A study led by researchers at UC San Francisco has recently been published on Aug. 19, 2020, in the Journal of Pediatrics to look at possible links between infant health and maternal perceptions of stress during and after pregnancy.
The researchers assessed the health of the infants across the first year of life by examining their medical records.
The findings showed clear links between maternal stress and baby’s health in first year of life:
- Each 1-point increase in average stress was associated with a 38% increase in incidence of infant infections
- 73% increase in non-infectious illness
- 53% increase in illness diversity
- The degree of impact was larger for perceived stress later in pregnancy
- Stressful life events count and postnatal stress were not uniquely associated with illnesses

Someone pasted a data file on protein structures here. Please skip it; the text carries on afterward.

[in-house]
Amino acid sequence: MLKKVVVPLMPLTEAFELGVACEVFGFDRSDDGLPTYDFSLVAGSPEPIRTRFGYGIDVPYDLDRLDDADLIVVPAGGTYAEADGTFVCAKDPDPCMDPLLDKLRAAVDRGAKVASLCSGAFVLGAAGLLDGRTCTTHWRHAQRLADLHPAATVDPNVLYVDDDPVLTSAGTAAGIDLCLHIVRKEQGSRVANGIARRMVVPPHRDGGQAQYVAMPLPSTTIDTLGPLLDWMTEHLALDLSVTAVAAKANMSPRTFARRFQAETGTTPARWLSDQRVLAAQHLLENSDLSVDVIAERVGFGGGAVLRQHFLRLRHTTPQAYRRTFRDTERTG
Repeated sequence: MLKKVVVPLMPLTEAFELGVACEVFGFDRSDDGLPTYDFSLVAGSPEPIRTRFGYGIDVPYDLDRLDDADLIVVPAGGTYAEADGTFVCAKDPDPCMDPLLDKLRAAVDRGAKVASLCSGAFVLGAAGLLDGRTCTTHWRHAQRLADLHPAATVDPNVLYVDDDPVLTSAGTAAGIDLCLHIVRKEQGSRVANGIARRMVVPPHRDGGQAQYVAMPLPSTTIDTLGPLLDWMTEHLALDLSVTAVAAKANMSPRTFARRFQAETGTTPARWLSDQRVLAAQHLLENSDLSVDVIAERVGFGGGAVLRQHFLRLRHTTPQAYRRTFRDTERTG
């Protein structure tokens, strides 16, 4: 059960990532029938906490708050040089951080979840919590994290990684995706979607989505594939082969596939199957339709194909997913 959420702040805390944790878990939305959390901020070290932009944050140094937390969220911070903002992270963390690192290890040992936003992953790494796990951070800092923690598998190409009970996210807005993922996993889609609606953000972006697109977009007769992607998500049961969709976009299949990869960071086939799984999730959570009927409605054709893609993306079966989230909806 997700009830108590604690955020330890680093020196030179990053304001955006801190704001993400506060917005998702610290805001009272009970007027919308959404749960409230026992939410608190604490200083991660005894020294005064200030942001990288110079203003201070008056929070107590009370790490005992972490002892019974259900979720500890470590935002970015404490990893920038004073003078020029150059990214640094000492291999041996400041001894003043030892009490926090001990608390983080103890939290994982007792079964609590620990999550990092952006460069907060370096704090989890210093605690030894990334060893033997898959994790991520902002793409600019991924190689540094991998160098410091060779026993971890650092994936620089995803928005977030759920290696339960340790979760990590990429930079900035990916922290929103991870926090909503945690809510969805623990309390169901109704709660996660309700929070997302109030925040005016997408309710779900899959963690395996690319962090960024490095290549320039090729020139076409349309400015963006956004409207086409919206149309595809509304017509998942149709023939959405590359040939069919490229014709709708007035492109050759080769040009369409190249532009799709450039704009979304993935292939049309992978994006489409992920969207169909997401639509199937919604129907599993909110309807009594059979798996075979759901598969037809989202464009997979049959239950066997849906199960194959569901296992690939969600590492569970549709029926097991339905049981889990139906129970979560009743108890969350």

This reinforces the case that screening for stress and support for stress reduction during pregnancy can benefit both mother and child, potentially improving outcomes across generations and reducing costs to society.
However, it must be noted that the mothers in the study were all overweight and obese, to keep it more representative of American population, but it may be equally generalizable for other populations.
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